Contractor to Contractor: In this first of a two-part series, contractor-turned-homebuilder Fernando Pages Ruiz introduces permeable pavement, which allows rain and snow to seep into the ground.
What is Pervious Pavement?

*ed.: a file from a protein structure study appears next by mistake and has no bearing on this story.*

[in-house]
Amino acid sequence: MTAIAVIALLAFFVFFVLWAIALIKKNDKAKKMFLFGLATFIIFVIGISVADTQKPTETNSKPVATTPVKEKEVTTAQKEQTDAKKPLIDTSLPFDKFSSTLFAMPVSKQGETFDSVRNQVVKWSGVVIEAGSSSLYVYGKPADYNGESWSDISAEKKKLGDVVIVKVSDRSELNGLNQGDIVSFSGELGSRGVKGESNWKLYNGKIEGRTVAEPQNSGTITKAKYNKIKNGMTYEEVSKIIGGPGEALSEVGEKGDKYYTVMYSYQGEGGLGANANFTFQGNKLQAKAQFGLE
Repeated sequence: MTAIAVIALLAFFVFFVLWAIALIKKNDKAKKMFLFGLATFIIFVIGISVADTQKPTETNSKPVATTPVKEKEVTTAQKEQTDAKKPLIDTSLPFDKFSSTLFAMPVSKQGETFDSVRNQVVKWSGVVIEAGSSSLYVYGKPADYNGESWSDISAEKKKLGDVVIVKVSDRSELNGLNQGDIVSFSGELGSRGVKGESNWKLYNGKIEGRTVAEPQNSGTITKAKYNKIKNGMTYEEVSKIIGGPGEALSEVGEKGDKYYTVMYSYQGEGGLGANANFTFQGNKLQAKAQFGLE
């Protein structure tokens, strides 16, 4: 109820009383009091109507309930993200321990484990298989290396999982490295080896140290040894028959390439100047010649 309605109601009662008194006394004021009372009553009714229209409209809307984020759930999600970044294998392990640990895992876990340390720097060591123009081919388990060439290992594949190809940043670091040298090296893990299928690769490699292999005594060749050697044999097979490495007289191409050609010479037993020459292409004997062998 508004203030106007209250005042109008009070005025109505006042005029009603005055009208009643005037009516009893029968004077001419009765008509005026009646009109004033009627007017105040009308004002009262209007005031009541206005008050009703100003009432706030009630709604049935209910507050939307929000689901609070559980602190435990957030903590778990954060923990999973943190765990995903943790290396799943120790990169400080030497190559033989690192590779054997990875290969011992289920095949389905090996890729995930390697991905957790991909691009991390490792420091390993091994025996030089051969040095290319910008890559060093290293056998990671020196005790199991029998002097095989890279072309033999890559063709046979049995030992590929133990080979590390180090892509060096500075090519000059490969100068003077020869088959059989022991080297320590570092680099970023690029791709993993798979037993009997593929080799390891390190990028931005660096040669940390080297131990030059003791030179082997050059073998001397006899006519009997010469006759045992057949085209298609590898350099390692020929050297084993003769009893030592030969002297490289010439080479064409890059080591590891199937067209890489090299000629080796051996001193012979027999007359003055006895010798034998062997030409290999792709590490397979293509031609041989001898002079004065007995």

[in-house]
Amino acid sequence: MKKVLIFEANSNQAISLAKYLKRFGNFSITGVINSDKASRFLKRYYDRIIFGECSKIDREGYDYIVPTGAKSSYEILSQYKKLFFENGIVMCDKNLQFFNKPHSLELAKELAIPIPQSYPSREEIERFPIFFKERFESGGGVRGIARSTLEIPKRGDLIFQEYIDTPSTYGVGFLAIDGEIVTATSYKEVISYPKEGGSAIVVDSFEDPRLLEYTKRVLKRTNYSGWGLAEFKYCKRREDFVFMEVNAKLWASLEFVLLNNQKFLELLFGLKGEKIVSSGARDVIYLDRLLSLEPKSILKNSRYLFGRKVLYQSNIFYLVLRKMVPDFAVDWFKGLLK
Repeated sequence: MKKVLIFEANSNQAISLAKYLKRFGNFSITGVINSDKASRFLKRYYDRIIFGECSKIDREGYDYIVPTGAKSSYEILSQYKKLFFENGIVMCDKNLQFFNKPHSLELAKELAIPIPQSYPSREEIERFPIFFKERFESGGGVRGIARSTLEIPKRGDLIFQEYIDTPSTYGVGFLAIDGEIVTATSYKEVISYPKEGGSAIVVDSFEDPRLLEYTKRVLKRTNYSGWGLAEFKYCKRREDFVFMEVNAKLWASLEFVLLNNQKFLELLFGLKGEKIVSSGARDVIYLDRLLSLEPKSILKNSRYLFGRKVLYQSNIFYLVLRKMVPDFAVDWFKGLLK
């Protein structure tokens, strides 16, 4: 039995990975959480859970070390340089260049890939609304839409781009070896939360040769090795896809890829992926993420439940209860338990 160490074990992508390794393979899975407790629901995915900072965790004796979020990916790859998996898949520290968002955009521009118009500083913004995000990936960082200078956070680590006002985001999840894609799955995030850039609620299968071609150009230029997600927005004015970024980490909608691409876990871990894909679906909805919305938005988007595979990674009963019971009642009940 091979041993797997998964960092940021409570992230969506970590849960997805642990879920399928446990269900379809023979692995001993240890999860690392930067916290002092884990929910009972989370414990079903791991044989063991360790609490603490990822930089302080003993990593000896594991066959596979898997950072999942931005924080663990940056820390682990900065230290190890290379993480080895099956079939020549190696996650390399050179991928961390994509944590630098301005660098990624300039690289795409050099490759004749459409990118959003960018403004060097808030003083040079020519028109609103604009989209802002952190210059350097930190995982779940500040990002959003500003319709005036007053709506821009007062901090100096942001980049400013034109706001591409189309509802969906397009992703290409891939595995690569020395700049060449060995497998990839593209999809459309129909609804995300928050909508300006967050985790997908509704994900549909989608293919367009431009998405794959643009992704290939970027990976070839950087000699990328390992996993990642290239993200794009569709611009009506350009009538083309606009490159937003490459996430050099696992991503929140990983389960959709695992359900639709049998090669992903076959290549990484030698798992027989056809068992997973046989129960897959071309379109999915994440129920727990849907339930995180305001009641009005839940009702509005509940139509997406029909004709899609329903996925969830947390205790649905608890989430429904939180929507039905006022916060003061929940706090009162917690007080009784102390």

Pervious concrete came to the attention of the building community in the United States after Congress passed the Clean Water Act in 1987. With restrictions in the amount of storm water runoff permitted from roads, parking lots and other impermeable surfaces, some developers began to look for environmentally-friendly alternatives. They found it in an exotic, water-sucking concrete first tested in Florida about 30 years ago as a flood-control device. Engineers placed highly porous concrete paving in spots along Florida roadways frequently submerged by heavy downpours. The permeable surface provided a quick-drying roadway that didn’t stay flooded after the storm.